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In March, 2012, just six months after their franchise had been bought up by Bread of Life, a company owned by Manna Development, a former McDonald's franchisee, 18 bakers at six Panera Bakery and Cafes along the I-94 corridor in Southwestern Michigan decided to join a union.
The bakers take the midnight shift, working raw dough into the artisan breads Panera has grown famous for. Their training is extensive--a seven-week "boot camp" with exams and skill demonstrations, a 90-day assessment period, and sometimes as much as a year's worth of kitchen work before the comfort level reaches "artisan" stage.
For their efforts, they earn in the neighborhood of $10 to $11 an hour. Many of them have no insurance benefits at all, and those who do find their premiums biting a huge chunk out of their already low pay. The bakers thought they deserved better.
They approached the Bakery, Confectionery, Tobacco Workers and Grain Millers International Union through their website, and the union took them on, apparently finding nothing odd about such a small contingent--only 18 workers--attempting to form a union.
Small as the group is, their move toward labor representation was unprecedented in a couple of ways: They're the first Panera workers in the country to attempt to organize (a move the new owners found "embarrassing") but more than that, their method of organizing took on new dimensions that would have been impossible even a few years ago. They organized through social networking.
"This group was ready. They did all the work themselves," said [John Price, the bakers' union rep], who added that the Labor Board will issue certification to the I-94 corridor workers on Friday. The Panera workers will be represented by Local 70 out of Grand Rapids. "This is a really intelligent group. They really impressed me. For the most part, they are under 30. They used social media to contact one another." The bakers' use of Facebook and other social media tools are modern twists in the history of collective bargaining -- ones that may prove especially effective in the future, experts say.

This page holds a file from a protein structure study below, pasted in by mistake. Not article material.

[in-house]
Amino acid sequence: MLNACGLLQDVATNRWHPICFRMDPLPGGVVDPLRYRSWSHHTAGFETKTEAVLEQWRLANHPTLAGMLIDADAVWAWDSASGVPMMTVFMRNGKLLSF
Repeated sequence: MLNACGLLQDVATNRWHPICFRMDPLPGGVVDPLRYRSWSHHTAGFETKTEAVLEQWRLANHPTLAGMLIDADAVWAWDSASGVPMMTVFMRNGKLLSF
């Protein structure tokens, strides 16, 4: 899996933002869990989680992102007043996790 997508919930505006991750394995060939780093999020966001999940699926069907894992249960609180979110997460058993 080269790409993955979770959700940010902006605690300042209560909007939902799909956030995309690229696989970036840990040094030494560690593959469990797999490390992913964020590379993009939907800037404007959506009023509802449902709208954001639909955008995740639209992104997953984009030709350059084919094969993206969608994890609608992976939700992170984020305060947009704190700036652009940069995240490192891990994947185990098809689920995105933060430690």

"You see a lot of this happening on Facebook and emails. It is very hard for an employer to counter," said Satish Deshpande, associate dean at the Haworth College of Business at Western Michigan University. Deshpande pointed out that no one has to hand out pamphlets or meet in hotel rooms anymore. And while employers can bar union organizers from the workplace, they can't bar them from Facebook.
"Thanks to social media, union organizers can very easily access these people directly at their homes. ... You can control your employees at the workplace, but once they leave the workplace, it's impossible," Deshpande said.
But then the real fun began. This, according to a March, 2012 article on the BCTGM website:
When the 18 bakers, who are employed by the Bread of Life Franchise which owns all Panera locations along the I-94 corridor of Southwest Michigan, decided they had enough of being improperly compensated as skilled bakers, they reached out to Bakery, Confectionery, Tobacco Workers and Grain Millers International Union (BCTGM) through the union’s website, BCTGM.org. The Panera bakers were concerned with inadequate medical insurance, insufficient time off, unsafe working conditions and improvements to the bakeries that were being ignored by management. When 90 percent of the Panera bakers signed union cards, they approached management and requested recognition as a union.
Rather than honoring their skilled bakers by recognizing them as a union, the owners of the Michigan Panera franchise hired a law-firm to delay a union vote by claiming the I-94 Division was not an appropriate unit. The National Labor Relations Board (NLRB) ruled these bakers were indeed an appropriate unit and directed a secret ballot election be held on Thursday, March 22, 2012.
Bread of Life/Panera Bread also hired one of the largest known Union Busting Consulting firms to fight its own employees. “I felt like we were Prisoners of Panera, rather than Bakers of Panera,” one of the Panera bakers told BCTGM International Representative John Price. “They would work us all night and then force us to attend mandatory captive audience meetings in the morning.” Another Panera baker recalls, “They would keep us sleep deprived, hungry and then cram us with anti-union Panera propaganda.”
The workers held together through eight weeks of threats, intimidation and other tactics used by management in an attempt to pressure the workers to vote against the union.
Following the NLRB election on Thursday morning, which had voting at each of the six Panera café locations in Southwestern Michigan, the NLRB Agents counted the ballots and announced the bakers had won by a two-to-one margin to be represented by the BCTGM.
By September, nearly six months later, the company still refused to recognize the union.